So, to survive and not get brutally murdered, Witches went underground. They went off the grid, and took their secrets with them. Of course, some women tried to maintain their place in the community as healers and midwives. After all, these were trades passed on from one generation to the next, and healing had always been a predominantly female profession up to that point. Then it was decreed that women could no longer study or practice medicine. The law stated, “if a woman dare to cure without having studied, she is a Witch and must die.”

By the 19th century, Witches had fallen from positions of respect in society and could no longer share their knowledge with those around them for fear of death. Organized, male-focused religions pushed out the matriarchs of our society, killed many of them and slandered their craft so badly that some people no longer believe in the very existence of Witches.

Instead, many people believe they simply exist in fairy tales and entertainment as archetypes of powerful women who must be defeated. And to make sure the message is driven home, these stories have strong women using their knowledge for evil by seducing husbands, cursing families, turning prince charmings into beasts and literally sucking the life out children.

With such powerful and terrifying misrepresentations of Witchcraft spreading through literature and religious texts, actual practitioners were forced into secrecy, resulting in the creation of covens, as thirteen members or less are easier to keep hidden. They shared their secrets only with their children and members of their coven to ensure safety.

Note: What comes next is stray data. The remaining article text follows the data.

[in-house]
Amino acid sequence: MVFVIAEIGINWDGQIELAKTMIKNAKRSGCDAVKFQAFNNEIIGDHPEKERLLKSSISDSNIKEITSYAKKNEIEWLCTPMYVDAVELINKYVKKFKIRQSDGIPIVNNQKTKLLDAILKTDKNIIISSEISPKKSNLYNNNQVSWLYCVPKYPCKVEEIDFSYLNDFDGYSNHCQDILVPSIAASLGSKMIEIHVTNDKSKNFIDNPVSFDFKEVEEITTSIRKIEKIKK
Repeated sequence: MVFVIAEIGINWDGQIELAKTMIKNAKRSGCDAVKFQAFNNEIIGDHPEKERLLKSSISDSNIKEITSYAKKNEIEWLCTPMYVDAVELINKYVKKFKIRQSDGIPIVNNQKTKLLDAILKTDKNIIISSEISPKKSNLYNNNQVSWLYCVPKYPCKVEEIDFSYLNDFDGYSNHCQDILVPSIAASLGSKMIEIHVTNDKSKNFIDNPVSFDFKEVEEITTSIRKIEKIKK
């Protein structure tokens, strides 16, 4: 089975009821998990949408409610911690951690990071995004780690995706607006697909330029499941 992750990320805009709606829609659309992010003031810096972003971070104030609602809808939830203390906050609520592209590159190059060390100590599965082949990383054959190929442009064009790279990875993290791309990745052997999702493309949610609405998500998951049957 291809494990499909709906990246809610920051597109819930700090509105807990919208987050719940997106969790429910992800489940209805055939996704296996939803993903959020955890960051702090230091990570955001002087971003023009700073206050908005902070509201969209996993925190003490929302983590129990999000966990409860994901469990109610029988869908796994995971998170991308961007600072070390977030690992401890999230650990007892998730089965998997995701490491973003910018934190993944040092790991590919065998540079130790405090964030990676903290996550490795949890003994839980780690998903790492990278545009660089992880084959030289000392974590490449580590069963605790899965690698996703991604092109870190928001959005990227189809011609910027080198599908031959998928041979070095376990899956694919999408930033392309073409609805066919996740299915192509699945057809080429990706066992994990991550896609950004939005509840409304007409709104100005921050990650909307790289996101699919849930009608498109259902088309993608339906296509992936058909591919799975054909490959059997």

As a result of these efforts, Witchcraft has been kept alive in select regions of the world. Yet, it is still not safe in certain areas to even be associated with it. Even in the past decade, women in India, Africa and Papua New Guinea have been accused of Witchcraft and killed.

And while I am a fervent anti-theist, I have a great deal of empathy for the modern Witch, as their history is so closely intertwined with the history of women. For instance, consider this medieval saying, “Every woman a Witch.”

Even today most women are not treated equally. Many are not actively encouraged to be independent, sexually active or defiant. Professions such as the medical field are still predominantly male. All major monotheisms are male-focused, often providing women with little more than a Madonna/whore complex.

Christians in parts of Africa and other areas of the world are still forcing young girls to undergo genital mutilation. Even in the United States, many women are not encouraged to get a higher education. Instead, they are encouraged to get married at a young age and begin to start families, often in the name of Christian Family Values. And as a result, many women choose to be defiant on at least one night of the year – Halloween.
Also known as Samhain, October 31st is the Witch’s new year. A time to celebrate the past, honor ancestors and embrace the future. This Halloween, it’s time to at least acknowledge the truth about the history of Witchcraft, honor the men, women and children who have died and embrace a future where women are proudly defiant and beholden to no one. Blessed be.

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(Photo by Evan Hanover)
(Photo by Evan Hanover)

A.J. Sørensen is an actor, playwright and writer. She is the co-founder of Words by Sørensen and lives in Logan Square with her partner in crime. Sadly, they do not have a corgi.